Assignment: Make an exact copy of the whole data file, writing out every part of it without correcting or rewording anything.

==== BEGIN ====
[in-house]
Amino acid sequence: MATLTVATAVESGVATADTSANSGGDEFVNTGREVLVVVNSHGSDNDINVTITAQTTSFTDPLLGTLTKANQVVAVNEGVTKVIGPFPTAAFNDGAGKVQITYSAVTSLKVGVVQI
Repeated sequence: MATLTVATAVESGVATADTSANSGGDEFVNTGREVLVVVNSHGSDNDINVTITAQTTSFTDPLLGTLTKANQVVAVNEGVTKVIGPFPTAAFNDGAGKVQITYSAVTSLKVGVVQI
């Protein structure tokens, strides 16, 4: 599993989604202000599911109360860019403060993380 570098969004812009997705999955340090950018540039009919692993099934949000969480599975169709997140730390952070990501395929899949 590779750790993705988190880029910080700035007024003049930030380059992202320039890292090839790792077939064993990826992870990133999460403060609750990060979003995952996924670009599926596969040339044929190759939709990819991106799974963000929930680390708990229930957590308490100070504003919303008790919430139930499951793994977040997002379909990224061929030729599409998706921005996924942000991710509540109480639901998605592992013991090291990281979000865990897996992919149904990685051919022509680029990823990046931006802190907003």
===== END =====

[in-house]
Amino acid sequence: MATLTVATAVESGVATADTSANSGGDEFVNTGREVLVVVNSHGSDNDINVTITAQTTSFTDPLLGTLTKANQVVAVNEGVTKVIGPFPTAAFNDGAGKVQITYSAVTSLKVGVVQI
Repeated sequence: MATLTVATAVESGVATADTSANSGGDEFVNTGREVLVVVNSHGSDNDINVTITAQTTSFTDPLLGTLTKANQVVAVNEGVTKVIGPFPTAAFNDGAGKVQITYSAVTSLKVGVVQI
């Protein structure tokens, strides 16, 4: 599993989604202000599911109360860019403060993380 570098969004812009997705999955340090950018540039009919692993099934949000969480599975169709997140730390952070990501395929899949 590779750790993705988190880029910080700035007024003049930030380059992202320039890292090839790792077939064993990826992870990133999460403060609750990060979003995952996924670009599926596969040339044929190759939709990819991106799974963000929930680390708990229930957590308490100070504003919303008790919430139930499951793994977040997002379909990224061929030729599409998706921005996924942000991710509540109480639901998605592992013991090291990281979000865990897996992919149904990685051919022509680029990823990046931006802190907003």